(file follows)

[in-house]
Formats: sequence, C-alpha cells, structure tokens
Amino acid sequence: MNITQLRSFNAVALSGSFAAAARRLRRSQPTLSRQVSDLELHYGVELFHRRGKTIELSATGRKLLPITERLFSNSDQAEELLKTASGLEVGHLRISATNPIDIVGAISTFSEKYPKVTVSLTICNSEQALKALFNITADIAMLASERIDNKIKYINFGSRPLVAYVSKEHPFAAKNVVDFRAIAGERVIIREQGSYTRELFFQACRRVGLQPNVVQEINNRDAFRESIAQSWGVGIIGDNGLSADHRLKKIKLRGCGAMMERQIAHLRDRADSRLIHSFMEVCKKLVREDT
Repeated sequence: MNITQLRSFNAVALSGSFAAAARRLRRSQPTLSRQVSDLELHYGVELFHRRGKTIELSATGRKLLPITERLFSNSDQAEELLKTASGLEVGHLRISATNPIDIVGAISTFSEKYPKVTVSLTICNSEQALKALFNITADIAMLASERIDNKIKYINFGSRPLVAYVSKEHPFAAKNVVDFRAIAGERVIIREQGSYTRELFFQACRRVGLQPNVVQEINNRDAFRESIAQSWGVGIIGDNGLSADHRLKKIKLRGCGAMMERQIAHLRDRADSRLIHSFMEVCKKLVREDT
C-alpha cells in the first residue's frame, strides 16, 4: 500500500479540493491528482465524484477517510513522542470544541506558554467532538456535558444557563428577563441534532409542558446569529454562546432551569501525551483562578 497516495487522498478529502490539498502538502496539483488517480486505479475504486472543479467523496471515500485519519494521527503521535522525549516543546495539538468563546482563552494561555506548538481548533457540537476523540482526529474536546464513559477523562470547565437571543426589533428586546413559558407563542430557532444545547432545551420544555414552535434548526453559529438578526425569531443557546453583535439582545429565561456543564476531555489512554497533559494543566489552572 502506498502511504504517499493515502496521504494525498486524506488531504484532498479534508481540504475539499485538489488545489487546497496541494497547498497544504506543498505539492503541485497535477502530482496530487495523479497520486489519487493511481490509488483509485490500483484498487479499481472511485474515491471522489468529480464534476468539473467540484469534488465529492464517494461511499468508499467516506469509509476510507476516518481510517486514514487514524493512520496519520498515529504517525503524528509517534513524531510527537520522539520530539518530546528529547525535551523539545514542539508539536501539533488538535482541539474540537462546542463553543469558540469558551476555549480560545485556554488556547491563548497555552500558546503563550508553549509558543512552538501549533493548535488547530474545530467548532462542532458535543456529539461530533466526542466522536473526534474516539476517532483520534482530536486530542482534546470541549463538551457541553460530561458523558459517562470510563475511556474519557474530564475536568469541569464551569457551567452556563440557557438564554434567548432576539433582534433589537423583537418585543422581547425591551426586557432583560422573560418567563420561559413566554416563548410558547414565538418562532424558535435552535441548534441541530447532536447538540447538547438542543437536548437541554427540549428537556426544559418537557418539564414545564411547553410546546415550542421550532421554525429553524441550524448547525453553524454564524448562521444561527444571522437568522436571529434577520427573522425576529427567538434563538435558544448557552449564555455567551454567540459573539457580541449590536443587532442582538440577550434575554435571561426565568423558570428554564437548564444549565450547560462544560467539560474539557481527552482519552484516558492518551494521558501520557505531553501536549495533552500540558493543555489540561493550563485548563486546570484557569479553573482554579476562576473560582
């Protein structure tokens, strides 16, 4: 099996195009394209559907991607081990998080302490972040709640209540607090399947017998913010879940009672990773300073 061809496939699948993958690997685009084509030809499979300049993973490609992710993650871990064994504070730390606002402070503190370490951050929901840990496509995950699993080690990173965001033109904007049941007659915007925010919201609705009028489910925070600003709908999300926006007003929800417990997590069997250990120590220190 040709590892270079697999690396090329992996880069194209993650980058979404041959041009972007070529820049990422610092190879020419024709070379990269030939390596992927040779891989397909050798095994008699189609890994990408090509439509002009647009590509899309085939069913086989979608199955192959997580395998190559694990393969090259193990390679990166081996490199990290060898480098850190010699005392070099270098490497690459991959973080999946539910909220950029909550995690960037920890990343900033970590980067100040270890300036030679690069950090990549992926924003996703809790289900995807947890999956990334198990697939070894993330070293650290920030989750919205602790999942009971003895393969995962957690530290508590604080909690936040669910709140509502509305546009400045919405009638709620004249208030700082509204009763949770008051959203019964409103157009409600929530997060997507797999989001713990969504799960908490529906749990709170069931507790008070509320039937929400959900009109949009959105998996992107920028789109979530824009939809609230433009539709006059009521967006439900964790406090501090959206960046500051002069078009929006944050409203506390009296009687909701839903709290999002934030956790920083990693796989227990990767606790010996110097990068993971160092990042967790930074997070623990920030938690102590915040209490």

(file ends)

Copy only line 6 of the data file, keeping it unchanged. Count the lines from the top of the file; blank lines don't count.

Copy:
């Protein structure tokens, strides 16, 4: 099996195009394209559907991607081990998080302490972040709640209540607090399947017998913010879940009672990773300073 061809496939699948993958690997685009084509030809499979300049993973490609992710993650871990064994504070730390606002402070503190370490951050929901840990496509995950699993080690990173965001033109904007049941007659915007925010919201609705009028489910925070600003709908999300926006007003929800417990997590069997250990120590220190 040709590892270079697999690396090329992996880069194209993650980058979404041959041009972007070529820049990422610092190879020419024709070379990269030939390596992927040779891989397909050798095994008699189609890994990408090509439509002009647009590509899309085939069913086989979608199955192959997580395998190559694990393969090259193990390679990166081996490199990290060898480098850190010699005392070099270098490497690459991959973080999946539910909220950029909550995690960037920890990343900033970590980067100040270890300036030679690069950090990549992926924003996703809790289900995807947890999956990334198990697939070894993330070293650290920030989750919205602790999942009971003895393969995962957690530290508590604080909690936040669910709140509502509305546009400045919405009638709620004249208030700082509204009763949770008051959203019964409103157009409600929530997060997507797999989001713990969504799960908490529906749990709170069931507790008070509320039937929400959900009109949009959105998996992107920028789109979530824009939809609230433009539709006059009521967006439900964790406090501090959206960046500051002069078009929006944050409203506390009296009687909701839903709290999002934030956790920083990693796989227990990767606790010996110097990068993971160092990042967790930074997070623990920030938690102590915040209490």